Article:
My one gripe is that the introduction occasionally repeats itself in a manner I find odd. My only explanation is that the authors were thinking that readers might skip about the introduction and read only certain subsections they found interesting. While such selective reading is common in academia (Who reads an entire monograph from start to end?), I think it would be unusual for someone not to read the introduction with some care, particularly when the introduction (and the book as a whole) are not very long. Repeating the same point three times is unnecessary.
A Secret Vice
I admit it: I enjoyed this essay much more with the context of the introduction than I would have without it. The “essay” is really a lecture that Tolkien read aloud to an undergraduate society at Oxford, and reading it reminded me of similar lectures I have attended throughout my own academic career. Unlike actual essays, which tend to have a strong thesis/focus/structure, these lectures (somewhere between formal and informal), tend to be meandering. I often leave them asking myself, “What was the main point?” and Tolkien’s work is no exception.
Tolkien, you see, begins with some general ponderings on language and language construction. He talks a lot about Esperanto. He, eventually, gets to reflecting on people he knows who have created languages. He takes an odd digression into why some of these languages do not actually count as invented languages or contribute to his argument. Finally, he gets to the topic one would have thought was the point all along: his own invented languages. With a bit of explanation of his process and some examples of poems he’s written in his own languages, the lecture is done. I suppose it’s more of a narrative than an essay. Tolkien eases into his main topic; he doesn’t forefront it with a clear thesis. This isn’t my favorite structure, so I appreciated that the introduction outlined some main take-aways of the lecture. Frankly, I think it might be possible for a reader to miss them. However, once you have your bearings with the lecture, it does offer fascinating insight into Tolkien’s invented language production.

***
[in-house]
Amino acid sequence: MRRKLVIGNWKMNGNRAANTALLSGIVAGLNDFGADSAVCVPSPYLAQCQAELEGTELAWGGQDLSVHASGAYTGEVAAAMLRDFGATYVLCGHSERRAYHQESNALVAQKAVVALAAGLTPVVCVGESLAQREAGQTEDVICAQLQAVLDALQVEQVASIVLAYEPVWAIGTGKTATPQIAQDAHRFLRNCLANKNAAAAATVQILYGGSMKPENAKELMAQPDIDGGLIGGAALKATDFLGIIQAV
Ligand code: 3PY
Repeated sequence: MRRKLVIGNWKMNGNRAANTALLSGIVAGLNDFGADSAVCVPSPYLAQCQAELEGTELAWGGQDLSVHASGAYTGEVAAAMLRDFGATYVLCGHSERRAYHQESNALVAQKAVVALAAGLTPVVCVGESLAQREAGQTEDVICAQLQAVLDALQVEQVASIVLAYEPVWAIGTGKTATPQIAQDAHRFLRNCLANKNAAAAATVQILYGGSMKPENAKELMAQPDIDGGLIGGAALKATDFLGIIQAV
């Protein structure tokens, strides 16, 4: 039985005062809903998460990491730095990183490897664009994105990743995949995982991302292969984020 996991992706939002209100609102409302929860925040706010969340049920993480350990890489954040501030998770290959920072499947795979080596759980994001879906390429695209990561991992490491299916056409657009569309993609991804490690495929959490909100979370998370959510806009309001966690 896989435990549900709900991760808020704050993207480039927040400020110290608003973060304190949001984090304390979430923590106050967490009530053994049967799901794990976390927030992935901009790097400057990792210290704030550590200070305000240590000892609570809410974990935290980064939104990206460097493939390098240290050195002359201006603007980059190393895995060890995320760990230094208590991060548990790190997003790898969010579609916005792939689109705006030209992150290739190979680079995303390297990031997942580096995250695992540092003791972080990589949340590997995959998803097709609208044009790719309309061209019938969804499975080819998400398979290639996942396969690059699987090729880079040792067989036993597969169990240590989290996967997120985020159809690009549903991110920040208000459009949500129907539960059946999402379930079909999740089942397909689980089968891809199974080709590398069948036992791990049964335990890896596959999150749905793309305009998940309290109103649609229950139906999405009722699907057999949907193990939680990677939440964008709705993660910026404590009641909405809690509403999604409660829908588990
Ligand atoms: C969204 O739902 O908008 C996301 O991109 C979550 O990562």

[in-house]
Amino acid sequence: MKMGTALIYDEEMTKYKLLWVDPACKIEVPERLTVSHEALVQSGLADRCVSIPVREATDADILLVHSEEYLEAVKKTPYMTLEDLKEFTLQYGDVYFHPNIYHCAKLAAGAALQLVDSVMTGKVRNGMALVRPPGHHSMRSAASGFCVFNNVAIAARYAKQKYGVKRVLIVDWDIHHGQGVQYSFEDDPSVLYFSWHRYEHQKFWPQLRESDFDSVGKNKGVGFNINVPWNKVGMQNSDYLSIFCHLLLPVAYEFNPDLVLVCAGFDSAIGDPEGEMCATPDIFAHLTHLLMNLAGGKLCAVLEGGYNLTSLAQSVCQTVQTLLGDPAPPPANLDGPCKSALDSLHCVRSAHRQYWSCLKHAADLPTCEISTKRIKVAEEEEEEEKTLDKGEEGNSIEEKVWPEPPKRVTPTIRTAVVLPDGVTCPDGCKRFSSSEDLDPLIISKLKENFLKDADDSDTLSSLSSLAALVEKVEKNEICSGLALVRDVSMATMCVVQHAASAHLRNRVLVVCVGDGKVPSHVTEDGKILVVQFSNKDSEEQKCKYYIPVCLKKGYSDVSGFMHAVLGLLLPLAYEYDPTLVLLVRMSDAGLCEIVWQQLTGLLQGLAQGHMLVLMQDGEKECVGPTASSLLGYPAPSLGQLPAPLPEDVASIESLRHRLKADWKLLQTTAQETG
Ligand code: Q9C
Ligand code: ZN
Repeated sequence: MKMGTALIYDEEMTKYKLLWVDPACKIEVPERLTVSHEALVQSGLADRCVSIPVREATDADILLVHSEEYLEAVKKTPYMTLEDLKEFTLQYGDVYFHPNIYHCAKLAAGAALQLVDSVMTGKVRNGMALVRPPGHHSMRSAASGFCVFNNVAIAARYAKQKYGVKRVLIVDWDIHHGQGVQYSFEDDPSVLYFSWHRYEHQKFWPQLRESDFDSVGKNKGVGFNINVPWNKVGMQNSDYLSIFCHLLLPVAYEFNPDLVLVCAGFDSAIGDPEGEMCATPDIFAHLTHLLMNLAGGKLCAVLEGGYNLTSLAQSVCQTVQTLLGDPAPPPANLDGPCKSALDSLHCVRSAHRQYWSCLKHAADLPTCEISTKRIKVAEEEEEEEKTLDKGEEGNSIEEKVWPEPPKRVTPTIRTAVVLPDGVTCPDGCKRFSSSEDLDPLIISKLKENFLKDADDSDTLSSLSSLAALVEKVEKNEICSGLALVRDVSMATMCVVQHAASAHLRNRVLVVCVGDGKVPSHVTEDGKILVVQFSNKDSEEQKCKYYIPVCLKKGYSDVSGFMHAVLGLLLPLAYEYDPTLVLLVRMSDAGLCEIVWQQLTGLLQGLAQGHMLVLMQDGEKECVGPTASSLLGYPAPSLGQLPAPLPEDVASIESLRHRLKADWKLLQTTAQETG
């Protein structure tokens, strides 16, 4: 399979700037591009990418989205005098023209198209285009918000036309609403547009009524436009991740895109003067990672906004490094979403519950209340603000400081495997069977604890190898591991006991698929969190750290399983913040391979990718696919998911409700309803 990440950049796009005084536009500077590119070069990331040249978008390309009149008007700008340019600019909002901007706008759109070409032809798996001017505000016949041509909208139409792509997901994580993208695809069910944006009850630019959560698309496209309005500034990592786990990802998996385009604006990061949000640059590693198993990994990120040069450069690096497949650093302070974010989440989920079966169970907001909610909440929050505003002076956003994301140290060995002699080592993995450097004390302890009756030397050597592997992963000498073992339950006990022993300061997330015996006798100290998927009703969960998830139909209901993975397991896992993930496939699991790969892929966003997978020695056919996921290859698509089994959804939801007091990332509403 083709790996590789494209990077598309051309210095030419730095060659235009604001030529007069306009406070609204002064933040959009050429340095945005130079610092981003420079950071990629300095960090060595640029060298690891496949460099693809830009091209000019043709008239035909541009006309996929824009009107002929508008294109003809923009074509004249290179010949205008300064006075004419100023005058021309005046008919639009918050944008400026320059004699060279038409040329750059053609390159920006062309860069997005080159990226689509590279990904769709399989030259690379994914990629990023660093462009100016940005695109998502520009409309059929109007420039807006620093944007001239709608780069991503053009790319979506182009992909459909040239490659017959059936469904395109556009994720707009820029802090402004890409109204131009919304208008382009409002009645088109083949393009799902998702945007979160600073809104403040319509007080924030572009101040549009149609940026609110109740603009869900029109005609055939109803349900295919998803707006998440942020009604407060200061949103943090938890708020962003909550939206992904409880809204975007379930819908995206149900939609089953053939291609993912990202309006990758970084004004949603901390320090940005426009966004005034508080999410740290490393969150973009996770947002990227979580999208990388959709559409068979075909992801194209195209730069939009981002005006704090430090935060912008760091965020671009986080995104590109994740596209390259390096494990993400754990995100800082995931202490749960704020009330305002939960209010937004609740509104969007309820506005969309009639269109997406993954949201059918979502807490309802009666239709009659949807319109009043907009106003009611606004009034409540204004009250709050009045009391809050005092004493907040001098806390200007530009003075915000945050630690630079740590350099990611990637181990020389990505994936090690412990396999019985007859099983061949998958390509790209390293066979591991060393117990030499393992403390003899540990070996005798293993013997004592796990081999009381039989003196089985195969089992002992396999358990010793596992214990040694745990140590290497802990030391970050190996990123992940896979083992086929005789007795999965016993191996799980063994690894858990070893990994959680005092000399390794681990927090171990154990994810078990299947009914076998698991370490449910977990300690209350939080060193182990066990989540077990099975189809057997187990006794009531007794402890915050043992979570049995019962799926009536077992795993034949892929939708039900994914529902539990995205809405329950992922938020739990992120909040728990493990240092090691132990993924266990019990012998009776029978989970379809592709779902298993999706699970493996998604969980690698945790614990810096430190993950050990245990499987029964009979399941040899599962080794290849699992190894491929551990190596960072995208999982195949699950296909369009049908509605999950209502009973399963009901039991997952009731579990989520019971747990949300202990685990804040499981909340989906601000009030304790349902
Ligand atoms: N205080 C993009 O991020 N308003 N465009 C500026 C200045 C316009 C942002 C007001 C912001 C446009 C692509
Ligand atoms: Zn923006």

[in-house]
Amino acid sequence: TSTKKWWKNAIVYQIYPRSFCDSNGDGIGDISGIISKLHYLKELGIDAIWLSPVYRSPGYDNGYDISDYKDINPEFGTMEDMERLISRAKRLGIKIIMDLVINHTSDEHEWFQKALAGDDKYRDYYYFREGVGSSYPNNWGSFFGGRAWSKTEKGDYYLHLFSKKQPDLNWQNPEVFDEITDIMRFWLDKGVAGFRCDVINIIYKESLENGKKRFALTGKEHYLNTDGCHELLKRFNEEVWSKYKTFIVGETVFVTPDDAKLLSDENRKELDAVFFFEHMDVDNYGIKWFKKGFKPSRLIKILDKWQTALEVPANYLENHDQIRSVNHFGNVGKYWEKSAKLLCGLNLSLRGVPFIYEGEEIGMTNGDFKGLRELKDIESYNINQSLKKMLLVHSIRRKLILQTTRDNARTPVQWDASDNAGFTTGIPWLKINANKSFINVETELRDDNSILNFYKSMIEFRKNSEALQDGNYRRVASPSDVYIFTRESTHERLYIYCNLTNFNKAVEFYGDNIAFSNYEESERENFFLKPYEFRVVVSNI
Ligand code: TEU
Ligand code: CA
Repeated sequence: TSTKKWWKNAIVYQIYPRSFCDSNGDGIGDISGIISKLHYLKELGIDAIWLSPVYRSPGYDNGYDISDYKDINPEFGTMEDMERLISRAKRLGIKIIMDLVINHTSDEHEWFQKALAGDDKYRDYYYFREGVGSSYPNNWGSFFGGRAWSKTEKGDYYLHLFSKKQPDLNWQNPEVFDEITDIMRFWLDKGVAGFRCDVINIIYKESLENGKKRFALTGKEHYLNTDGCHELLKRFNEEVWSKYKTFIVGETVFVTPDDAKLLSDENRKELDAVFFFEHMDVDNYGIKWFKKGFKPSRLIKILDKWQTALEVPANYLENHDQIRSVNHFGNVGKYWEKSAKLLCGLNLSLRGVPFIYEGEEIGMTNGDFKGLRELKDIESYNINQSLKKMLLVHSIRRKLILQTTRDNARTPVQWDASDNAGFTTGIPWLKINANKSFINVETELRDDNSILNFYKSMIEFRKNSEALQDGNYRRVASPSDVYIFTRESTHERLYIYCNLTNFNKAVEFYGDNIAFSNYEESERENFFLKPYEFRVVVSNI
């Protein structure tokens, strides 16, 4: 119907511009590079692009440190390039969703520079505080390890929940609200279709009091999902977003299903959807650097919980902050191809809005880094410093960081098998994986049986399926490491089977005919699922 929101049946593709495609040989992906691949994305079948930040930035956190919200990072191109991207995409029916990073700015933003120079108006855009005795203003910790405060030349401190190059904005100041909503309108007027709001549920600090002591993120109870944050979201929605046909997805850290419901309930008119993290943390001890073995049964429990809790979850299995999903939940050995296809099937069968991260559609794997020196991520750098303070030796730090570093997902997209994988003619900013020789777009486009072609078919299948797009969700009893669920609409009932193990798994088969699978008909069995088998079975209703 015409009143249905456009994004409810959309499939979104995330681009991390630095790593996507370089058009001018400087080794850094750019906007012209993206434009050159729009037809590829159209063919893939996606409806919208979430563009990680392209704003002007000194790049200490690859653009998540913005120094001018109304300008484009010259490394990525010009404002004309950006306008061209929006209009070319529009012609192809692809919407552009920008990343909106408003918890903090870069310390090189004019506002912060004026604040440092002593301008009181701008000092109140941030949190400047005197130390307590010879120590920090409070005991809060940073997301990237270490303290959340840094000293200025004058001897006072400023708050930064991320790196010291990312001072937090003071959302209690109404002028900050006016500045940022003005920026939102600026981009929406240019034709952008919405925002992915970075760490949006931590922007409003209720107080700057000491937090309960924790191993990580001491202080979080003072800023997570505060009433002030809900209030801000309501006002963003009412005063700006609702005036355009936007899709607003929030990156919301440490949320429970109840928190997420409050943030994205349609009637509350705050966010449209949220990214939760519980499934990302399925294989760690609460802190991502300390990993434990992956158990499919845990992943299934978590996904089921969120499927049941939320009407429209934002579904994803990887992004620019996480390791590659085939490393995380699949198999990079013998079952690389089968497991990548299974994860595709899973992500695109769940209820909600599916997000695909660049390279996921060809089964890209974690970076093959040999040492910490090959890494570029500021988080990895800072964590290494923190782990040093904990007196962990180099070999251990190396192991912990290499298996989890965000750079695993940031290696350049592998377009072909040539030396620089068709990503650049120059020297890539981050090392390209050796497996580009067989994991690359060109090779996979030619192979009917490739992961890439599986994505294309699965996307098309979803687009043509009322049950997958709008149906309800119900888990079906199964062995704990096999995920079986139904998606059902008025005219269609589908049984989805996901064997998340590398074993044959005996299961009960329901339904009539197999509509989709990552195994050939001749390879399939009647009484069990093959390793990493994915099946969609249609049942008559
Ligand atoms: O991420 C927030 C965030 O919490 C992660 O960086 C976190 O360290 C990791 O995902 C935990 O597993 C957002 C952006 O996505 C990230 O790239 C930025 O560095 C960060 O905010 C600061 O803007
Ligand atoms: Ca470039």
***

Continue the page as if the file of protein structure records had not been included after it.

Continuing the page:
Essay on Phonetic Symbolism
This essay is more technical. It isn’t entirely clear what audience Tolkien intended it for. The book does a lot of cross-referencing between this essay and “A Secret Vice,” so for many readers it’s going to be most useful to shed light on “A Secret Vice.” The editors point out that the essay appears to have been written in one sitting, and I do think it reads like a draft. It’s a bit confusing at times, but the editorial notes are helpful.
Publishing every existing manuscript/draft of a work is currently a popular scholarly practice and has been standard practice for all of the most recent Tolkien books. Scholars want to avoid publishing a “definitive” version of a text if one doesn’t clearly exist, and they also want to provide readers with the chance to see an author’s process and how his/her ideas developed and changed over drafts. In theory, this is interesting. In practice, I don’t read these sections of the book. Unless I’m doing an academic study,I don’t have a lot of personal interest in reading five versions of the same text to pick out what’s different between them. I think a general audience would agree with me for the most part, but if you’re really into Tolkien studies, this section of the book will be useful to you and give you access to material you’d otherwise need to get from the Bodleian library.
This section of the book reads most like something the authors intended for a general audience, rather than an academic one. It starts with an overview of Tolkien’s work that will be old news to many serious Tolkien fans. However, it does offer some new information specifically on Tolkien’s language invention and ends with a reflection on how Tolkien’s work has influenced fantasy. I learned, for instance, that linguists are routinely hired to help create fantasy languages for books or for books turned to movies. (Apparently George R. R. Martin mentions Dothraki briefly in A Song of Ice and Fire, but HBO hired linguists to flesh it out for the television series.) It’s not an earth-shattering section, but it’s entertaining and nicely wraps up the book as a whole.